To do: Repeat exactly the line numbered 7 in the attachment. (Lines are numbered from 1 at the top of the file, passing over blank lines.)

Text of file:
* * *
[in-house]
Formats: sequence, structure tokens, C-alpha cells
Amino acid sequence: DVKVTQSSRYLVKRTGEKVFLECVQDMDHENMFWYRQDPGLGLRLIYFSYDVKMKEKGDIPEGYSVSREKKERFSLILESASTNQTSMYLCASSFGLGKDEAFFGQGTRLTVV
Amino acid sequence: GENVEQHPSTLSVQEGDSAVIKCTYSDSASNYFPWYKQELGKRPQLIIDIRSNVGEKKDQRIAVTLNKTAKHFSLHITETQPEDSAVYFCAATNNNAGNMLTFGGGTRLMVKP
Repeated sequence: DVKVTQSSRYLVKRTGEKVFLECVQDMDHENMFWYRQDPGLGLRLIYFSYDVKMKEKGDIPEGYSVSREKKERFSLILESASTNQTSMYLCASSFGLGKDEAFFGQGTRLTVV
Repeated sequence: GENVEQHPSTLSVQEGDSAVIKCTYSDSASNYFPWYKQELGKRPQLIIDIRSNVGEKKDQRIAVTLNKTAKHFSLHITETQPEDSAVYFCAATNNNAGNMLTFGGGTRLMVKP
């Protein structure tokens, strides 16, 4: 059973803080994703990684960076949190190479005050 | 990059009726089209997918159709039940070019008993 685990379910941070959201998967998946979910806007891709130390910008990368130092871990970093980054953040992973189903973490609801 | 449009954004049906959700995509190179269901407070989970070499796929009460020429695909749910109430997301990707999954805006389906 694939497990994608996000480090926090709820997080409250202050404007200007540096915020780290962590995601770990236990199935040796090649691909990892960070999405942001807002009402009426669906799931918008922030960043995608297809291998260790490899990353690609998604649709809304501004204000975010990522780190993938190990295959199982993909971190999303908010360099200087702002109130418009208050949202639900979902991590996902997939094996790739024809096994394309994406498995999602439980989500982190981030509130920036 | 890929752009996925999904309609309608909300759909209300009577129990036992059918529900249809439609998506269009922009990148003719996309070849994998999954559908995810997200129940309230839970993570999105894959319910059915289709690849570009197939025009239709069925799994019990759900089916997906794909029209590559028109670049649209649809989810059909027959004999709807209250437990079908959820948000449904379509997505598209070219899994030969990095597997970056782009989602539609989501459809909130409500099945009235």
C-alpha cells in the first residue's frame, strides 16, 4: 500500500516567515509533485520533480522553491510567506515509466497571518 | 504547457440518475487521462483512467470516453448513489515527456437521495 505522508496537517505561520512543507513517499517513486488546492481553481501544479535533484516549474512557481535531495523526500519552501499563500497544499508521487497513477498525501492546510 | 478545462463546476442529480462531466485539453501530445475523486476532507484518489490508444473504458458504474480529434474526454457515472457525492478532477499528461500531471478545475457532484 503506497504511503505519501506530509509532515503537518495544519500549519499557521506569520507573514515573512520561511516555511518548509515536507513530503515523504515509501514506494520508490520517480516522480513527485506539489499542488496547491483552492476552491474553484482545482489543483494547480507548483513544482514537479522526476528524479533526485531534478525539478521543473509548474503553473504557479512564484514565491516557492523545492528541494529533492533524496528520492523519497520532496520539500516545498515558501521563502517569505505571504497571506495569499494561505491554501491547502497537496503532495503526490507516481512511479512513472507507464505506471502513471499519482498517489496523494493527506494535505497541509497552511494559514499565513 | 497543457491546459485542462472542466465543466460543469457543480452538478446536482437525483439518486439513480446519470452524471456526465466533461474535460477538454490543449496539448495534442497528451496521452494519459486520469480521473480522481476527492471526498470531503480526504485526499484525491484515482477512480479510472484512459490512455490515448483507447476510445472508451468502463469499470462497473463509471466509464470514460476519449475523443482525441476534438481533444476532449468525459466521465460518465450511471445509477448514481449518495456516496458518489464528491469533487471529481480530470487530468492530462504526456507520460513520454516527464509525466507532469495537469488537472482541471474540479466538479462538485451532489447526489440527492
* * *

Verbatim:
């Protein structure tokens, strides 16, 4: 059973803080994703990684960076949190190479005050 | 990059009726089209997918159709039940070019008993 685990379910941070959201998967998946979910806007891709130390910008990368130092871990970093980054953040992973189903973490609801 | 449009954004049906959700995509190179269901407070989970070499796929009460020429695909749910109430997301990707999954805006389906 694939497990994608996000480090926090709820997080409250202050404007200007540096915020780290962590995601770990236990199935040796090649691909990892960070999405942001807002009402009426669906799931918008922030960043995608297809291998260790490899990353690609998604649709809304501004204000975010990522780190993938190990295959199982993909971190999303908010360099200087702002109130418009208050949202639900979902991590996902997939094996790739024809096994394309994406498995999602439980989500982190981030509130920036 | 890929752009996925999904309609309608909300759909209300009577129990036992059918529900249809439609998506269009922009990148003719996309070849994998999954559908995810997200129940309230839970993570999105894959319910059915289709690849570009197939025009239709069925799994019990759900089916997906794909029209590559028109670049649209649809989810059909027959004999709807209250437990079908959820948000449904379509997505598209070219899994030969990095597997970056782009989602539609989501459809909130409500099945009235």